Debating protest in Russia
Osteuropa (Germany) 1–2/2019
In Osteuropa, Ilya Kalinin describes a political conflict in Russia familiar in the West: one between liberal ‘elites’ and anti-liberal ‘left-behinds’. Like many western critics of neoliberalism, his approach begins with the elites rather than their opponents.
In Osteuropa, Ilya Kalinin describes a political conflict in Russia familiar in the West: one between liberal ‘elites’ and anti-liberal ‘left-behinds’. Like many western critics of neoliberalism, his approach begins with the elites rather than their opponents. In Russia, however, the issue is not elite responsibility for illiberal counter-hegemonic insurgency, but the responsibility of a counter-hegemonic liberal elite for its failure to successfully challenge an illiberal establishment.
The fundamental mistake of the protest movements in Russia in 2011–2012 was, argues Kalinin, to conflate ‘individual ethical choice’ with ‘political attitude’. This was typical of an apolitical tendency among the intelligentsia formed during the late Soviet era, which itself recycled the old, eighteenth-century opposition between culture and the state. In 2011–12, the tendency received a ‘neoliberal upgrade’ in the form of the ‘ideology of creativity’. ‘A cultural barrier was erected between those who had made the right choice and opted for the post-industrial future, and those who had remained stuck in the industrial past.’
For all its progressive posturing, the movement was anachronistic in its analysis of power in Russia. The current regime is ‘not a new version of the Soviet model, but firmly anchored in global neoliberalism’. As such, it ‘can only be dealt with if one cites concrete social economic facts. Talking about values doesn’t get you anywhere, because the regime claims all possible values as its own: liberal as well as conservative, national and imperial; democratic as well as authoritarian. Every alternative programme is thereby absorbed, leaving the opposition’s claim to autonomy as its sole distinction from the regime. This allows the regime to portray it as marginal, as a tiny group fundamentally out of touch with the interests of the majority.’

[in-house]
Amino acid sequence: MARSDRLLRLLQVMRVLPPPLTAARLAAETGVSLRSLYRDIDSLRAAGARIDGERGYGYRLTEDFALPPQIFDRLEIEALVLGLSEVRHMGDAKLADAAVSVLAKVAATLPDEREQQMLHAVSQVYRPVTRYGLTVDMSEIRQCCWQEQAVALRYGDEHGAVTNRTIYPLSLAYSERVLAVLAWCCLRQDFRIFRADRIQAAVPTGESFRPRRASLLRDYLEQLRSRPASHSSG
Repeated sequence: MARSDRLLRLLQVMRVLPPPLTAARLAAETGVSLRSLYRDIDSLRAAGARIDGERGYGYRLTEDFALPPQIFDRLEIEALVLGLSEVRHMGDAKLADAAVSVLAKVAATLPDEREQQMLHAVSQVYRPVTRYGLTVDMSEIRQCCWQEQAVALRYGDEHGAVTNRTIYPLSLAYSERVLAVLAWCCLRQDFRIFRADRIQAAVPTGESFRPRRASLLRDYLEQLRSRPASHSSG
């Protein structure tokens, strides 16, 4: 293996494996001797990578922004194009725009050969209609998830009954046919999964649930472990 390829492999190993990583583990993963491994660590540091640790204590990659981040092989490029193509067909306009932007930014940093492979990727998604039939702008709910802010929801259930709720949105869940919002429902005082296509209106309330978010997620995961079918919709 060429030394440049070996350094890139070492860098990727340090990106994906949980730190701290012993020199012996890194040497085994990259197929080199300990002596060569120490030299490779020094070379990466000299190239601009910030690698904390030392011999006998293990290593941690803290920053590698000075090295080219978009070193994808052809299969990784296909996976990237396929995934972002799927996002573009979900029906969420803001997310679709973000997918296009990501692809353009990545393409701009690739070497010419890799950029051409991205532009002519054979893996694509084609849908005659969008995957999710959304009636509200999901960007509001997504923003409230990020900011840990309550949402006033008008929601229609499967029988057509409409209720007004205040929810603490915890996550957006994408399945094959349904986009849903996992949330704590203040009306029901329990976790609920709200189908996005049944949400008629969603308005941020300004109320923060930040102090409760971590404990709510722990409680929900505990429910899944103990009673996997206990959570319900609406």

Response: Lev Gudkov and Natalia Zorkaya argue that the true reasons for the failure of the protest movement lie elsewhere: namely, in the systematic repression of opposition politics over the previous decade. By 2011, there was neither a party nor an independent media able to coordinate the interests of the protesters or ‘channel social tensions in the direction of a democratic contest based on rational arguments’. Hence, the only possible form of protest in 2011 was to ‘violate the pre-determined boundaries that allowed only demonstrative exhibitions of loyalty’.
Also: Otto Luchterhandt on Russia’s violation of international law in the Sea of Azov; Roland Götz on the hypocrisy of opposition to North Stream 2; Georg Dox on Austria’s special relationship with Russia; and a dossier on the Russian book trade.
Published 8 May 2019
Original in German
First published by Eurozine